keywords: Brian Matthews

  • ARTS AND CULTURE

    Larrikin poet's Sentimental 'slanguage'

    • Brian Matthews
    • 16 September 2009
    3 Comments

    C. J. Dennis once wrote that, as a boy, he had 'a devout and urgent desire to become a larrikin'. The Songs of a Sentimental Bloke provides a window on part of Australian culture and the traditions, speech and images that forged it.

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  • ARTS AND CULTURE

    Economists and other prophets

    • Brian Matthews
    • 12 August 2009
    3 Comments

    Economists are often, sometimes spectacularly, wrong. But like all prophets, they are unabashed by and unpunished for abject failures. They pop up from each new set of ruins, surprised yet unrepentant, princes of a plethora of evanescent predictions.

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  • ARTS AND CULTURE

    Malcolm Turnbull and the parable of the pelicans

    • Brian Matthews
    • 08 July 2009
    3 Comments

    Years ago, a trout fisherman with 'irresistible' bait was outsmarted by a flock of pelicans. Like a punter with unshakeable conviction, Malcolm Turnbull also learned the hard way that there's no such thing as a dead certainty.

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  • ARTS AND CULTURE

    The parable of the dirty floor

    • Brian Matthews
    • 17 June 2009
    1 Comment

    The mysterious stain on the kitchen floor was evoking obscure feelings of unease and danger. What was happening in the cosmos that could be making me feel that way? A hell of a lot, as it turned out.

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  • ARTS AND CULTURE

    Shakespeare and the F word

    • Brian Matthews
    • 13 May 2009

    If Shakespeare had dabbled in cuisine, dishes such as 'eye of newt' and 'fillet of fenny snake' may have been a sensation. As the first 'foody' to emerge from the obscurity of Stratford-upon-Avon, he would have an unlikely successor: Gordon Ramsay.

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  • ARTS AND CULTURE

    The gardener's prodigal son

    • Brian Matthews
    • 15 April 2009

    Joe's plans for a family business foundered on his son's refusal to get out of bed before 10am. Joe was not used to 'spilling his guts', but he needed to talk, and he knew that my experience of teenage vagaries was extensive.

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  • ARTS AND CULTURE

    How to survive committee meetings

    • Brian Matthews
    • 11 March 2009
    2 Comments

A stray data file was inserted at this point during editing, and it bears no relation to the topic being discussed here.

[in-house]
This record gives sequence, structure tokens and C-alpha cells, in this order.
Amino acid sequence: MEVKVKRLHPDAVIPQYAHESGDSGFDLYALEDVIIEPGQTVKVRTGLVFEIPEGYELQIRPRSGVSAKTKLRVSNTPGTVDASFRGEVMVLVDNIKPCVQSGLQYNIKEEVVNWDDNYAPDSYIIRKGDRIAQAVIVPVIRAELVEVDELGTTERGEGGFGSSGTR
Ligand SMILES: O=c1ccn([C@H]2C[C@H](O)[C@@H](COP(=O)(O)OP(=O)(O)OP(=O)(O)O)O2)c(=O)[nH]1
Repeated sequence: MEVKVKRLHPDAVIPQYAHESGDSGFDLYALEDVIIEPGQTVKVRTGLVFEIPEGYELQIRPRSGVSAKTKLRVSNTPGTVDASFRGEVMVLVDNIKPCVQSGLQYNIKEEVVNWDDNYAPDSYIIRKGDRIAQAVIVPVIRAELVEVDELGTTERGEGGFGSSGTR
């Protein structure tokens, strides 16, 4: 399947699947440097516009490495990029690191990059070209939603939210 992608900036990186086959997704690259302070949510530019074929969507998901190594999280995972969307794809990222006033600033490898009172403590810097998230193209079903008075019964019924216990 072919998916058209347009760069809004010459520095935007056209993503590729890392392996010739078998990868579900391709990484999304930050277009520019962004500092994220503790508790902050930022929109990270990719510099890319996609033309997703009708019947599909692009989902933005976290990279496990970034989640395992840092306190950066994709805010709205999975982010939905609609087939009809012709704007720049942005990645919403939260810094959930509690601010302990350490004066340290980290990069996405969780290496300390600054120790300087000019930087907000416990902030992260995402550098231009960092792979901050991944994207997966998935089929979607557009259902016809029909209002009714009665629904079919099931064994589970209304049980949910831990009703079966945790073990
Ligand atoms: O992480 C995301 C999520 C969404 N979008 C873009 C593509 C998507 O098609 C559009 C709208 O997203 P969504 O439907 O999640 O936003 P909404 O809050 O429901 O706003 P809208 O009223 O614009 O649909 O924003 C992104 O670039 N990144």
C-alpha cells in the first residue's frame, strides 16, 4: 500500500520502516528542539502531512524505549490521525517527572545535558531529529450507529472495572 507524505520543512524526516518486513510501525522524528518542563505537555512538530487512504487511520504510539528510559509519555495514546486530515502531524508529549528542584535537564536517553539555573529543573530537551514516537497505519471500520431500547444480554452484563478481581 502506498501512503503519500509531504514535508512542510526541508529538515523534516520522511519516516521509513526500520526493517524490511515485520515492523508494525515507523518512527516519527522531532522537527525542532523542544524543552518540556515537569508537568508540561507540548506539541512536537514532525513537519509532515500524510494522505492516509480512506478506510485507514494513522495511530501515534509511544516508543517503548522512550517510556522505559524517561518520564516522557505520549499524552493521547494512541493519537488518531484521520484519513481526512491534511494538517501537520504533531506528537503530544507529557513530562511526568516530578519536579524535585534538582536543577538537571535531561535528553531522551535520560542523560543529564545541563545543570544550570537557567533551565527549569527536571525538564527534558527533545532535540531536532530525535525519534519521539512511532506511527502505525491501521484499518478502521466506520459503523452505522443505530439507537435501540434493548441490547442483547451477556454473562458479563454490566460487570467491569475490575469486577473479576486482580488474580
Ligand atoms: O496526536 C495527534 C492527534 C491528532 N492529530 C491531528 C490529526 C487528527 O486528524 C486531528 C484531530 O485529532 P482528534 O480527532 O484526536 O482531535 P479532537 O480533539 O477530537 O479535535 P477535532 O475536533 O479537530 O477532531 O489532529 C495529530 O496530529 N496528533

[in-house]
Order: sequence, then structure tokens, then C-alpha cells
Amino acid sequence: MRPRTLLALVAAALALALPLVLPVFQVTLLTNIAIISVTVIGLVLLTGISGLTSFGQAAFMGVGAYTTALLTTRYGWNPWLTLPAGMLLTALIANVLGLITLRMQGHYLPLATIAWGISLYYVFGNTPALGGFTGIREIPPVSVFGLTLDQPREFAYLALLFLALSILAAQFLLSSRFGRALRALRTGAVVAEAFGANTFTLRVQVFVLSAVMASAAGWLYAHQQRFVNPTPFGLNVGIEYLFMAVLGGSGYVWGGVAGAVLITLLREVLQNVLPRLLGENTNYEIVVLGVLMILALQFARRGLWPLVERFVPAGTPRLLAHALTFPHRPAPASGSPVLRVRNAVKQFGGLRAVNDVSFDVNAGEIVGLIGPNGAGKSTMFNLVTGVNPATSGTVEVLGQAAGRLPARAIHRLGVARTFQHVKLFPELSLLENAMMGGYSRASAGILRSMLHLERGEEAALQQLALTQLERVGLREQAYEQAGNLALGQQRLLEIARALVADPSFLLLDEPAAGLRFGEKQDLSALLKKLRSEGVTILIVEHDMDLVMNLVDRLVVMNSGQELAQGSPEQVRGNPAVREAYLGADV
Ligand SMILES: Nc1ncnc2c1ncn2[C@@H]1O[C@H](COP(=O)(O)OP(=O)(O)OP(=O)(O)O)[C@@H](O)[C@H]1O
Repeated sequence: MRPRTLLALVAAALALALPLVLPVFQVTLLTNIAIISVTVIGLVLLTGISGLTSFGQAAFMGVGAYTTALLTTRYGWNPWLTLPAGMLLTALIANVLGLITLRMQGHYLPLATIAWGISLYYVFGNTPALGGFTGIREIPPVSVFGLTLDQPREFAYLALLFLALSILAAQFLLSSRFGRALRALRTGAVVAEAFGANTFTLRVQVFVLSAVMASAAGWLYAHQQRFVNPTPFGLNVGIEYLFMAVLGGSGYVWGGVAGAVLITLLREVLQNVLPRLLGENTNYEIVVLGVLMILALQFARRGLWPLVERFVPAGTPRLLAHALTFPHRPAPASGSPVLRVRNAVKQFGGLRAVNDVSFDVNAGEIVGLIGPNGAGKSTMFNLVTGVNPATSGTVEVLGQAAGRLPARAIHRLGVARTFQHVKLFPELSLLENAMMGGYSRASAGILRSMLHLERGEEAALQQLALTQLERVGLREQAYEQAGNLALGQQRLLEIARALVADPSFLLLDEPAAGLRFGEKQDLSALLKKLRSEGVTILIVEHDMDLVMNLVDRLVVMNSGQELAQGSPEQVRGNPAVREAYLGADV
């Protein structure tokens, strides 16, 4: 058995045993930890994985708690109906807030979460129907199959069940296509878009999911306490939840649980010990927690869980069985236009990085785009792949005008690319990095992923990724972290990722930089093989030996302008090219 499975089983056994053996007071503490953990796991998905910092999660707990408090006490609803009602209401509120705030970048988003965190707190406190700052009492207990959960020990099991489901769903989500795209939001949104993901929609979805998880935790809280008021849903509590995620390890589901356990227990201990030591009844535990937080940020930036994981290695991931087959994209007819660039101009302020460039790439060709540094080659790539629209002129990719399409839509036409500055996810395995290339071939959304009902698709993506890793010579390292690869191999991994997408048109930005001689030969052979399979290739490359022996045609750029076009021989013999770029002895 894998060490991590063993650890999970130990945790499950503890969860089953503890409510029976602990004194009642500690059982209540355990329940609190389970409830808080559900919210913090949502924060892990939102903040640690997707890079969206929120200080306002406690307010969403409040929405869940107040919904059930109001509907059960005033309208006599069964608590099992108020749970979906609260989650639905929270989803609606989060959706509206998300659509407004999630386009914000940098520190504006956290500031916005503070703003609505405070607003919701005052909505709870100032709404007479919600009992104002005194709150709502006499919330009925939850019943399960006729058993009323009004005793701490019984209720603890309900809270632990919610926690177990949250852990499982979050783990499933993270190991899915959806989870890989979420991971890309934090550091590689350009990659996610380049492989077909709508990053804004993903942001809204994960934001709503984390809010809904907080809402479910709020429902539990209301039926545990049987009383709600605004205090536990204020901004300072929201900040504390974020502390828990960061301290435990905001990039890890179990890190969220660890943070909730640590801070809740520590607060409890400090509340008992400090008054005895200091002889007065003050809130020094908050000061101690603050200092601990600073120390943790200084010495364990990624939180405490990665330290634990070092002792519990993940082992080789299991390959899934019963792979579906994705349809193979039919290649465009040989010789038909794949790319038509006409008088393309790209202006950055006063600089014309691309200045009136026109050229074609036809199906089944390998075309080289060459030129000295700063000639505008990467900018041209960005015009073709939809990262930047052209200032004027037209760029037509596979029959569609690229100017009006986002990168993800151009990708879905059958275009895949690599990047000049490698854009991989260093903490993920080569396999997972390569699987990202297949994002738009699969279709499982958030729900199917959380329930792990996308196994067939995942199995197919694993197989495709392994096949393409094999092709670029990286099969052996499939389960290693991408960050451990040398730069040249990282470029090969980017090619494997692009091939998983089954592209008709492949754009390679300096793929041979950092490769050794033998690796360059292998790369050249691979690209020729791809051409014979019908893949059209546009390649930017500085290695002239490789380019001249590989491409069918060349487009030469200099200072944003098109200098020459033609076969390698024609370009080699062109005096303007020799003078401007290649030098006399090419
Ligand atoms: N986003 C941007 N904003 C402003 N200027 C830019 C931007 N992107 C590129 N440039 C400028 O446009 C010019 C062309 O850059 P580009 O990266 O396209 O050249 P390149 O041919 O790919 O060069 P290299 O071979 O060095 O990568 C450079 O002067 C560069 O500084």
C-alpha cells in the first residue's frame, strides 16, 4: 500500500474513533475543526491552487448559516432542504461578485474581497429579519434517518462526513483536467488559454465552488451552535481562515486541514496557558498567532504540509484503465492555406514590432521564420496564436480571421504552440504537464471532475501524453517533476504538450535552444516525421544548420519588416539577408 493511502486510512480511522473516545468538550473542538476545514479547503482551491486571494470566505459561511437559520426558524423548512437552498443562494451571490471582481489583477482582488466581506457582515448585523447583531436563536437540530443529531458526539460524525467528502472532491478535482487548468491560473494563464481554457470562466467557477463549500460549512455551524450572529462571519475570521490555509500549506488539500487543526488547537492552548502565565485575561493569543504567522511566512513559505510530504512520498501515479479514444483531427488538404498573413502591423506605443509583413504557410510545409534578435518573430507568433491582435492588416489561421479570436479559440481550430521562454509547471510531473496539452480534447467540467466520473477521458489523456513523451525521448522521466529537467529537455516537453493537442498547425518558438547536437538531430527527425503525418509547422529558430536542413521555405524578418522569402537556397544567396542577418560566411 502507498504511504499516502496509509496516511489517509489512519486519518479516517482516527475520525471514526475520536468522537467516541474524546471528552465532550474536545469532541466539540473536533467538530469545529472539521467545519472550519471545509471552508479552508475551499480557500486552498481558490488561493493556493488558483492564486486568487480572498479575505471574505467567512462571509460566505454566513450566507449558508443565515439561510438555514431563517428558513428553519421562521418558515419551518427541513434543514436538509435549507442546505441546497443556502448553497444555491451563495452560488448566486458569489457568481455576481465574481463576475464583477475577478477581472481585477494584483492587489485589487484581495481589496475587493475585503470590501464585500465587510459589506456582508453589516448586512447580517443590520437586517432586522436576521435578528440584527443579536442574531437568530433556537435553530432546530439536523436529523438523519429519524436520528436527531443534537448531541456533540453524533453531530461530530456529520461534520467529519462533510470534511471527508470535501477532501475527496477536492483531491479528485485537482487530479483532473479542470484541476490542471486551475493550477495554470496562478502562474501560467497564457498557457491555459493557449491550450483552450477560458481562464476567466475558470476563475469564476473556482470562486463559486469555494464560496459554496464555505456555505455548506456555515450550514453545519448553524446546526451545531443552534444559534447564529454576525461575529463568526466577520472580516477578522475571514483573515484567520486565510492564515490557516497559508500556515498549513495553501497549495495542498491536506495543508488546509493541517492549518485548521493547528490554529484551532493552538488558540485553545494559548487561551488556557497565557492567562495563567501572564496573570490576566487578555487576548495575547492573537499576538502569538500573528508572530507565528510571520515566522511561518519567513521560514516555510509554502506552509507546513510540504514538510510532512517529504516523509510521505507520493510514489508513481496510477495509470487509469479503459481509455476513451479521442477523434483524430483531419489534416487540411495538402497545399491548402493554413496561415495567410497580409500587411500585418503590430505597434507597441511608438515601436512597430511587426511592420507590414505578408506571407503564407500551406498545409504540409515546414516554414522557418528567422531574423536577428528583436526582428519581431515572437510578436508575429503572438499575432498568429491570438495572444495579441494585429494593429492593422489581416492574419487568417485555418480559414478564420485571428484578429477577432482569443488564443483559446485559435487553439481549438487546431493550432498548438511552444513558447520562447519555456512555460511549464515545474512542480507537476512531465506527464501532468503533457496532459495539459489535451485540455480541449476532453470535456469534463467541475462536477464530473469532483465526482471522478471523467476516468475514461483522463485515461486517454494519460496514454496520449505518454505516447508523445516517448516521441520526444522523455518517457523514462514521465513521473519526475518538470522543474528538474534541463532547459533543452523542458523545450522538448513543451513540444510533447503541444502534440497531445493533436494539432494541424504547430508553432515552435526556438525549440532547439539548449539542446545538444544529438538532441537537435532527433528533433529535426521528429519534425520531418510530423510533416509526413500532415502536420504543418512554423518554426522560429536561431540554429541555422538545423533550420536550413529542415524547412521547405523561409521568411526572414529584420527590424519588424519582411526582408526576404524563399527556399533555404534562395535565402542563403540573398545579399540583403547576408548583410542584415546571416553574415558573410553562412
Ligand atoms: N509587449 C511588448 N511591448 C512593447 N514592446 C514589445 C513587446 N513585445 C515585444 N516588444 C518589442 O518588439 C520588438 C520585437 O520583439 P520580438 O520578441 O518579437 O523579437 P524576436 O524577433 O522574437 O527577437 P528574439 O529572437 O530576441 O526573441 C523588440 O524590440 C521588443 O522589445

Some rules of thumb: always say 'prior to' instead of 'before', 'in excess of' instead of 'more than' and 'in the approximate vicinity of' instead of 'about'. It's good to say things like, 'We'll have to real-time this to impact on the offshore numbers'.

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  • ARTS AND CULTURE

    When nature is the enemy

    • Brian Matthews
    • 11 February 2009
    7 Comments

    Fires and floods, murderous cyclones, unprecedented storms — none of them confined to their time honoured places and seasons. Nature is no longer our familiar element and our inspiration. It's running amok.

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  • ARTS AND CULTURE

    On Calvin, soaps and international Scrabble

    • Brian Matthews
    • 06 February 2009

    'Toxic feedback' is an occupational hazard for columnists. You learn to ignore the aspiration of some readers to see you fed to sharks or eviscerated in public, but the pedants are harder to cop.

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  • ARTS AND CULTURE

    Woomf! Plunggg! Protons collide with doomsday fanaticism

    • Brian Matthews
    • 07 January 2009
    4 Comments

    The rumoured potential of the Large Hadron Collider to bring about the disintegration of the universe captured the public imagination. 'Hadron' is a word susceptible to misprinting of a kind that destroys the seriousness of any discussion. (September 2008)

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  • ARTS AND CULTURE

    Scenes from a taxi

    • Brian Matthews
    • 17 December 2008
    1 Comment

    I don't support the view that cab drivers are sources of homespun wisdom and arcane knowledge. Australian cabbies are an amiable, diverse lot, not given to philosophy, though I encountered one spectacular exception.

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  • ARTS AND CULTURE

    Secret life of a bullied writer

    • Andrew Hamilton
    • 05 December 2008
    4 Comments

    If Manning Clark was oversensitive to criticism, he was also strongly, sometimes brutally, criticised by his peers and by journalists. Matthews' biography presents the relationship between Clark's writing and his dramatic inner world.

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